Early medieval footwear of the Northwestern Caucasus: the finds from Moshchevaya Balka.
The cliff-face tombs of Moshchevaya Balka high in the Caucasus Mountains have yielded rich grave goods and clothing, well preserved by the cold and arid climate. The cemetery is attributed to Alanic tribesfolk and was mainly used from the eighth to the tenth centuries. Much of what was excavated over seven decades in the 20th century, under more- or less-exacting conditions, has been collected in the Hermitage Museum, Saint Petersburg. The collection is remarkable for the profligate use of Asiatic silks, probably gleaned from traders passing along the local branch of the Silk Road, but among the less spectacular finds are fourteen items of footwear.
All of the footwear from Moshchevaya Balka is of soft materials and without a seperately sewn-on sole, and has a fabric lining of raw linen which matches the form of the shoe and in many cases is sewn into it at the opening. Traces of grass stuffing still survive in one shoe - this form of insulation is very common among mountain dwellers of the Northern Caucasus to this day.
Figure 1 - General construction and pattern of Moshchevaya Balka footwear. Inset shows welted seam construction.
Generally the footwear was made from a single piece of leather, with a central joining seam on the bottom of the foot incorporating a heel seam and running to the toe along the centerline of the sole. At the point of the shoe the main seam meets a short and curved cross-seam, here the toe is shaped by neatly gathering the leather in small folds. There are three examples where the main seam runs instead down the upper side of the foot - at the point of the shoe it also strikes a cross-seam, which is curved however in the other direction . Joins are frequently decoratively strengthened by welting (Figure 1) - a thin strip of leather folded in half was sewn into the seam, appearing as piping on the outside.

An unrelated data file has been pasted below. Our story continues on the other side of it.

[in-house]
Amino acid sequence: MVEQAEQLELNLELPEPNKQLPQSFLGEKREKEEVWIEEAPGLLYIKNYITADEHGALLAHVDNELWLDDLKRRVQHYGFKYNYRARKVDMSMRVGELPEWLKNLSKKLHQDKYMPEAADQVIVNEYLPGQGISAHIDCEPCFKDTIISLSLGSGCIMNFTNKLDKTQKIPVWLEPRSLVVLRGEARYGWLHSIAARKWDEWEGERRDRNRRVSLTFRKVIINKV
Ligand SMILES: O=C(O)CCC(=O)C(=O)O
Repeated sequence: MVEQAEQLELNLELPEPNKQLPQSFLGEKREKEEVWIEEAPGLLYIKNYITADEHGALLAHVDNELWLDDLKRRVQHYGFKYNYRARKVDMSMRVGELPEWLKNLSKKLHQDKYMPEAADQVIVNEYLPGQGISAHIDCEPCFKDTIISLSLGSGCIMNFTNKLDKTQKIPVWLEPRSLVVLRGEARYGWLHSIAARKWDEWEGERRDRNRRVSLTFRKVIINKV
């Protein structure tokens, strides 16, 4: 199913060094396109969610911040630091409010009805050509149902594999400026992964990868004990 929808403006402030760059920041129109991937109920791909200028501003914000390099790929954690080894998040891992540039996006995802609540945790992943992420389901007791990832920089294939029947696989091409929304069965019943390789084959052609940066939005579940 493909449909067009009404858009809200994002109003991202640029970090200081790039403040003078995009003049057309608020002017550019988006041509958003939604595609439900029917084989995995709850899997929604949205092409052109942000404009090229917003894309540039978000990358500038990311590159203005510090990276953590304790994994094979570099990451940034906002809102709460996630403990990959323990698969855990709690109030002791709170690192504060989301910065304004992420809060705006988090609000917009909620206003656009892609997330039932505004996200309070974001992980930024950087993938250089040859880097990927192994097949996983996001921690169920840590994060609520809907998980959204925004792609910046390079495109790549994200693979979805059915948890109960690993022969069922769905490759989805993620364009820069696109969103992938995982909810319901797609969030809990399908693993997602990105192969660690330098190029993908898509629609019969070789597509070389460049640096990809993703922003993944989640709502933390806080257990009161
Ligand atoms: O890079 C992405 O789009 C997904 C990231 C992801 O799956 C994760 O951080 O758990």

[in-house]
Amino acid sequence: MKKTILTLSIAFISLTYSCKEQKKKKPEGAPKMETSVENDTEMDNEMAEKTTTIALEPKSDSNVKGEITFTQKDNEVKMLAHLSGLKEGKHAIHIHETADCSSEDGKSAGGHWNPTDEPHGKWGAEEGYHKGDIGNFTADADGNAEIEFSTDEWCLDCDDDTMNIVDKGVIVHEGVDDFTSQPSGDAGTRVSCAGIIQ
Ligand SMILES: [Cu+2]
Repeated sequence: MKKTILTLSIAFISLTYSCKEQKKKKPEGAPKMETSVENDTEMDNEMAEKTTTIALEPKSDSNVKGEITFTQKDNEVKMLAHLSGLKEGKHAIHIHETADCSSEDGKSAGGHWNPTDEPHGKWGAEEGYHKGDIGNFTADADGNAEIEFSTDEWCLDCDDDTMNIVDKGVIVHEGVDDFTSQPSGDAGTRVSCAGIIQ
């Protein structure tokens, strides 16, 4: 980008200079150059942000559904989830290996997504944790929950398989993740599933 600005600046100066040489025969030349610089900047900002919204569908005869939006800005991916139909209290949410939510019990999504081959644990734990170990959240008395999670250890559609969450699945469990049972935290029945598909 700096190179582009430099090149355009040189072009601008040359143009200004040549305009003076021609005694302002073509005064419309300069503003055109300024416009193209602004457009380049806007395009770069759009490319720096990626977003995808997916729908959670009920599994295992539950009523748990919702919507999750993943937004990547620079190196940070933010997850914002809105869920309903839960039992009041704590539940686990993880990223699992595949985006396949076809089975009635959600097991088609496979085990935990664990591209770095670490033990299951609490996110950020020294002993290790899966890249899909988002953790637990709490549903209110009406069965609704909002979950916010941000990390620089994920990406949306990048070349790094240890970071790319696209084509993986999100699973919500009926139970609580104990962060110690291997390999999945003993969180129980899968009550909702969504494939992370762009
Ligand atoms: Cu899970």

Five styles of footwear are present in the Hermitage collection (Figure 2), but in most cases (i.e. those derived from undocumented excavations) particular examples could only be tentatively attributed to either male or female wearers on the basis of size. They resemble the footwear of modern Caucasian mountain-dwellers - low shoes known as chuvjaken, and soft boots.
Figure 2 - Types of shoes found at Moshchevaya Balka .
Type 1. Low slippers:
Figure 3 - Type 1 shoe with felt sock  from female grave, now flattened.
Type 2. Slippers with decoratively cut upper part:
Figure 4 - Type 2 shoe with linen liner and silk top band . Now flattened and the vamp is missing, apart from its linen lining which reproduces its form - note the sole and toe seams.
Type 3. Slippers with funnel-shaped upper part and border trim:
Figure 5 - Childs shoe  of type 3, partly reconstructed into original three-dimensional form. Note silk border which is fitted to the curves with small tucks.
Type 4. High slippers (half-boots):
Figure 6 - Dolls boot from Moshchevaya Balka . Note rear seam on shaft.
Type 5. High boots:
Figure 7 - Boot from Chasaut cemetary, details of decorative seams and appliques. After Runich, fig. 6.
Leggings - a brief description
Male and female lower garments were similar: short loose-fitting linen trousers tucked into thigh-high linen  stockings (Figure 8). These normally had feet, constructed similarly to the Type 1 footwear described above, made of a coarser grade of linen than the legs. Some however were footless, secured with a strap sewn under the arch. While womens stockings could be made of a single width of cloth , mens stockings were made wider with wedge-shaped gores in the forward-facing seam . Mens and womens stockings were fastened in distinct ways: those of women were bound below the knee with 2-3cm wide strips of linen, and mens were held up by garter cords that were fastened to the narrow cloth belt that held up the trousers (Figure 8, left above). The garter was fixed through a small hole in the upper edge, reinforced with a leather grommet.
The footwear of Moshchevaya Balka is of several different styles, but of a uniform construction poorly suited to outdoor walking. Though this may reflect the equestrian nature of Alanic society, it is perhaps more likely that custom required burial dressed in indoor shoes - perhaps to discourage the corpse from wandering, or in belief that the tomb was the new home of the deceased.